Jokes and Their Relation to the Unconscious

July 29, 2011 § 3 Comments

When I first started writing about trolls, a professor of mine directed me –of all cockamamie places– towards Freud. Get it because COCKS. I really wish I had one you guys! At the time I had no idea what shape my project would or should or could take, and anyway was fresh off the PhD-acceptance boat and/so was quite naive in terms of theoretical vetting. Consequently I said yes! Sure! Freud, what could possibly go wrong. As it turns out, pretty much everything; it took me all of two paragraphs to realize that Freud simply wasn’t the man for the job. Largely because his schema is excessively general and, simultaneously/paradoxically way too specific. As some guy said in this book one time, “Any model that claims universality will either be tautological or absurd,” and in this case I’d say he’s guilty of both. And yet here I am, 34 years later, not sure whether to laugh or cry at his inclusion on my Symbolic Power list. Oh well, quisiera presentarle a “Freud.”

First, and perhaps most importantly, jokes serve a critical social function. By releasing all our repressed (and apparently perfectly distributed) pent-up libidinal energy, jokes momentarily lift the restrictions that society (whatever that means) has imposed (101-102). Not only is this release inherently pleasurable, it helps maintain cultural order. Because in the end, we’re all just savages. And by “we” I mean men (and by “men” I mean “white”), though I suppose this is also true for those half-human half-devil menstruation goblins with the tragically inside-outed penises occasionally referred to in the literature as “we men.” As I was saying — without jokes, society would fall victim to its own repression and would subsequently disintegrate. Therefore it would be helpful to think of the joke, and the impulse to laugh at jokes, as a kind of cultural release valve. One that taps into what I call a “social unconscious,” that is, the stuff me and my psychoanalyst friends think about and which we subsequently universalize because why wouldn’t we, it’s what we experience and we’re all pretty cool guys!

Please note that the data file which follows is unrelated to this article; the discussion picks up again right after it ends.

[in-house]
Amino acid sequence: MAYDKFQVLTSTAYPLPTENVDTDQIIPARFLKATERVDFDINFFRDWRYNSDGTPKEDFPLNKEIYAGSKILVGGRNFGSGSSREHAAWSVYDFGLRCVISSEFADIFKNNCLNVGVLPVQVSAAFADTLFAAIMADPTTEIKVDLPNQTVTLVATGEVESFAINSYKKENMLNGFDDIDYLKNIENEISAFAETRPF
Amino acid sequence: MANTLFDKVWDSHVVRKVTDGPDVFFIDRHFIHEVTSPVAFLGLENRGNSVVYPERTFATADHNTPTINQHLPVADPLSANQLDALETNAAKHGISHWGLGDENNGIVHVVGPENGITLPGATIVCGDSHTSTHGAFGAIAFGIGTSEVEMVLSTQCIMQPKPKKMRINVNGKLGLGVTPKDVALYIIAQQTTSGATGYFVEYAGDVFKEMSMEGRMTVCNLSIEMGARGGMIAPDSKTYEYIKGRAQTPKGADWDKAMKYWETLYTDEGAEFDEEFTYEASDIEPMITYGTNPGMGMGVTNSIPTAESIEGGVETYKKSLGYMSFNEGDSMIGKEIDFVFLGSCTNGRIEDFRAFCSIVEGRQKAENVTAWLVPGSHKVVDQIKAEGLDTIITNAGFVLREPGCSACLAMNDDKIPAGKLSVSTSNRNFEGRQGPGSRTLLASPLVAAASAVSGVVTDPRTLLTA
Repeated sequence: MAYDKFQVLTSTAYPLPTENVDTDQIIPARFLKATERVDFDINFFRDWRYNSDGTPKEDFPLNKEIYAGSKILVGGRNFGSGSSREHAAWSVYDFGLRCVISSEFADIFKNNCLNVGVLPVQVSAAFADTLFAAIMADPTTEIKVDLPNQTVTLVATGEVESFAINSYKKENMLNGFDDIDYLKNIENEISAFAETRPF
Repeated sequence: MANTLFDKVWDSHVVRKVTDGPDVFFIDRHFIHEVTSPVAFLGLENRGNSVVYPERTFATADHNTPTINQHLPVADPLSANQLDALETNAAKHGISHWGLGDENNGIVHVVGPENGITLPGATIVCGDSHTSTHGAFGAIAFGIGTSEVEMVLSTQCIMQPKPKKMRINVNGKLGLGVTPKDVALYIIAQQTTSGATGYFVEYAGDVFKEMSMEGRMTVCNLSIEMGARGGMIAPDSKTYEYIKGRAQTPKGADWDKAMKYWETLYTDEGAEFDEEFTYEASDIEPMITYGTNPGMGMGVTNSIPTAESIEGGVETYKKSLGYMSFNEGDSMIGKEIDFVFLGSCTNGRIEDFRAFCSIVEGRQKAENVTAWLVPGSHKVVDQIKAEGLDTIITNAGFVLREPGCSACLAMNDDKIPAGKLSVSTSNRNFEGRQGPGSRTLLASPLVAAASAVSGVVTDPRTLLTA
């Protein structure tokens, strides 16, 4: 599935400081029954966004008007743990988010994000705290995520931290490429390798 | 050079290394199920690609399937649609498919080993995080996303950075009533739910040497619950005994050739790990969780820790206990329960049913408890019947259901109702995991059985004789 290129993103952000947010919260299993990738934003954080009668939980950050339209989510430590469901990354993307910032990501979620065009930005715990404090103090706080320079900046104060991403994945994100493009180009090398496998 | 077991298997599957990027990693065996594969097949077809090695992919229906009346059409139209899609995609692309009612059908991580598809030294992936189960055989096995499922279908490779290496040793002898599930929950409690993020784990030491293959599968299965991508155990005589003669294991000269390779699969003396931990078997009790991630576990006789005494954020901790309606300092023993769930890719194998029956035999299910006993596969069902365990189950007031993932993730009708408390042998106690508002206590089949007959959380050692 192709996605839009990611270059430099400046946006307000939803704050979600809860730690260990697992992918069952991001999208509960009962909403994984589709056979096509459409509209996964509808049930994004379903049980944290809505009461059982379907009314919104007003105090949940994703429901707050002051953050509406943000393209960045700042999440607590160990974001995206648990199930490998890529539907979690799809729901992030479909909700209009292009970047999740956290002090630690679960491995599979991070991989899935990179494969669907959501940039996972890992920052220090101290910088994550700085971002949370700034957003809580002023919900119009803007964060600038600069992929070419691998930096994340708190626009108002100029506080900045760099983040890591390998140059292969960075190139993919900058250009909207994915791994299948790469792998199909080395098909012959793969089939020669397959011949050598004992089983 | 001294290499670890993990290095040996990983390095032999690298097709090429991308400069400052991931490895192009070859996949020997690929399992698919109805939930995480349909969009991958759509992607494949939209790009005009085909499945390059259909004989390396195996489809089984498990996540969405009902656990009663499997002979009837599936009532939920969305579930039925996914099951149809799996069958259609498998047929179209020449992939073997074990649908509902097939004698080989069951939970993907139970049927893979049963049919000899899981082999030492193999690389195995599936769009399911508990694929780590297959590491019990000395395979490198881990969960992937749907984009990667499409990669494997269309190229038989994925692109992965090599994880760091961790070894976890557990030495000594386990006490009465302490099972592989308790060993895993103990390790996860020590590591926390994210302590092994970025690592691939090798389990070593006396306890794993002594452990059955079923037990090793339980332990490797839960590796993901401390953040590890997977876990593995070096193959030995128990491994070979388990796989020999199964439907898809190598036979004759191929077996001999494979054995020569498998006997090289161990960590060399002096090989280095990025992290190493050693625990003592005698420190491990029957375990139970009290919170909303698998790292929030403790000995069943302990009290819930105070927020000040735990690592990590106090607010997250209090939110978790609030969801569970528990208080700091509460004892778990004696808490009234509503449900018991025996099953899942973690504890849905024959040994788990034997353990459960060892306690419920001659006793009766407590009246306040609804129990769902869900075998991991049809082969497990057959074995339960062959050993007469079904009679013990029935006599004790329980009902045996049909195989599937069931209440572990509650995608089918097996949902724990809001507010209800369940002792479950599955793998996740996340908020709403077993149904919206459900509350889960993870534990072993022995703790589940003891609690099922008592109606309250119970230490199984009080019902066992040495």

Verily there are two basic categories of jokes; “innocent” and “tendentious.” Innocent jokes are ends in themselves, bringing pleasure to all who are lucky enough to experience my such delightful displays of wit and linguistic dexterity! Here, let me run through 40 pages of puns I find amusing. The second category is the tendentious joke, which harnesses the pleasure of transgression and can be divided into three further subgroups, namely smut, hostile jokes and cynical jokes. In the case of smut, it’s basically always about rape! Men are, after all, men! Every last one of them! All the same! So, when a man tells a smutty joke, what he’s really doing is transferring his sexual rape-energy to some female, either present or implied! It’s unclear how this isn’t completely gay, seeing as such jokes often occur in groups of three or more persons, most of whom are men! But I’m Freud, and I say the linguistic gang-bang is heterosexual! It’s also about the symbolic exposure of latent genitals. Which also isn’t gay, even though jokes consequently allow –if not actively encourage!– groups of men to engage in figurative “sword fights,” if you will! (99-102; connect to Sedgwick)! Hostile jokes, on the other hand, are not explicitly about penises. I mean they’re about penises, because ultimately what isn’t about penises, but it’s less in terms of sexual assault as it is socially-sanctioned expressions of frustration. In short, hostile jokes are a way to minimize that which threatens to consume us. They allow one to release the kraken –as well as recruit sympathizers– without actually having to murder one’s enemies, which is most convenient (102-110)! Likewise, cynical jokes allow one, lol jk you know I mean white men, to mock institutions (including, if not especially, those institutions of which we find ourselves a part) with relative impunity. Without such an outlet, we’d probably shoot up every high school within 300 miles! Because we really are just monsters (110-116).